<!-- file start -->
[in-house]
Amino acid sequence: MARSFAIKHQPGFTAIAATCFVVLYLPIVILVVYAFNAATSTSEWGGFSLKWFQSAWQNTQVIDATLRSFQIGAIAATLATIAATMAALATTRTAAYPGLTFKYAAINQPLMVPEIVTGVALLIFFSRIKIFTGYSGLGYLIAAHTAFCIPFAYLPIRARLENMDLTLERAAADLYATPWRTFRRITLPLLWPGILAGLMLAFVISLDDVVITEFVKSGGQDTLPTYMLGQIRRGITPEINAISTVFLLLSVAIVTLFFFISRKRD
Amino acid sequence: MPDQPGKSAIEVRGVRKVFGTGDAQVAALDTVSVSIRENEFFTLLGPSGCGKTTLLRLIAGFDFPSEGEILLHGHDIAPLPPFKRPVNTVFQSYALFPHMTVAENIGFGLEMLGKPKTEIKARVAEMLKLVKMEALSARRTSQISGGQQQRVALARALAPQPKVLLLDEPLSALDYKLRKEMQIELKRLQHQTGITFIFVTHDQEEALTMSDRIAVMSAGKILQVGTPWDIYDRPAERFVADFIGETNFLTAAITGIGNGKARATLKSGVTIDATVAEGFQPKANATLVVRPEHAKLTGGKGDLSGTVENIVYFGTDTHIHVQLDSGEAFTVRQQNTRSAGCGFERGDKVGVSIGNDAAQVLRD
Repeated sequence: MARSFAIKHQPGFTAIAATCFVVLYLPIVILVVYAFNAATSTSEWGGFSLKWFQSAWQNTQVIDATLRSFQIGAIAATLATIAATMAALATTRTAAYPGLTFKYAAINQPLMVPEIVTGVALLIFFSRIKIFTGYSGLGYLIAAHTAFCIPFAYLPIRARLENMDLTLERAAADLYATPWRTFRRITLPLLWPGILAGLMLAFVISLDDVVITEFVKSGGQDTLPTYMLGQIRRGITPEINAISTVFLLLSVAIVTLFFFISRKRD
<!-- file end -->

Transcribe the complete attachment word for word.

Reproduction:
[in-house]
Amino acid sequence: MARSFAIKHQPGFTAIAATCFVVLYLPIVILVVYAFNAATSTSEWGGFSLKWFQSAWQNTQVIDATLRSFQIGAIAATLATIAATMAALATTRTAAYPGLTFKYAAINQPLMVPEIVTGVALLIFFSRIKIFTGYSGLGYLIAAHTAFCIPFAYLPIRARLENMDLTLERAAADLYATPWRTFRRITLPLLWPGILAGLMLAFVISLDDVVITEFVKSGGQDTLPTYMLGQIRRGITPEINAISTVFLLLSVAIVTLFFFISRKRD
Amino acid sequence: MPDQPGKSAIEVRGVRKVFGTGDAQVAALDTVSVSIRENEFFTLLGPSGCGKTTLLRLIAGFDFPSEGEILLHGHDIAPLPPFKRPVNTVFQSYALFPHMTVAENIGFGLEMLGKPKTEIKARVAEMLKLVKMEALSARRTSQISGGQQQRVALARALAPQPKVLLLDEPLSALDYKLRKEMQIELKRLQHQTGITFIFVTHDQEEALTMSDRIAVMSAGKILQVGTPWDIYDRPAERFVADFIGETNFLTAAITGIGNGKARATLKSGVTIDATVAEGFQPKANATLVVRPEHAKLTGGKGDLSGTVENIVYFGTDTHIHVQLDSGEAFTVRQQNTRSAGCGFERGDKVGVSIGNDAAQVLRD
Repeated sequence: MARSFAIKHQPGFTAIAATCFVVLYLPIVILVVYAFNAATSTSEWGGFSLKWFQSAWQNTQVIDATLRSFQIGAIAATLATIAATMAALATTRTAAYPGLTFKYAAINQPLMVPEIVTGVALLIFFSRIKIFTGYSGLGYLIAAHTAFCIPFAYLPIRARLENMDLTLERAAADLYATPWRTFRRITLPLLWPGILAGLMLAFVISLDDVVITEFVKSGGQDTLPTYMLGQIRRGITPEINAISTVFLLLSVAIVTLFFFISRKRD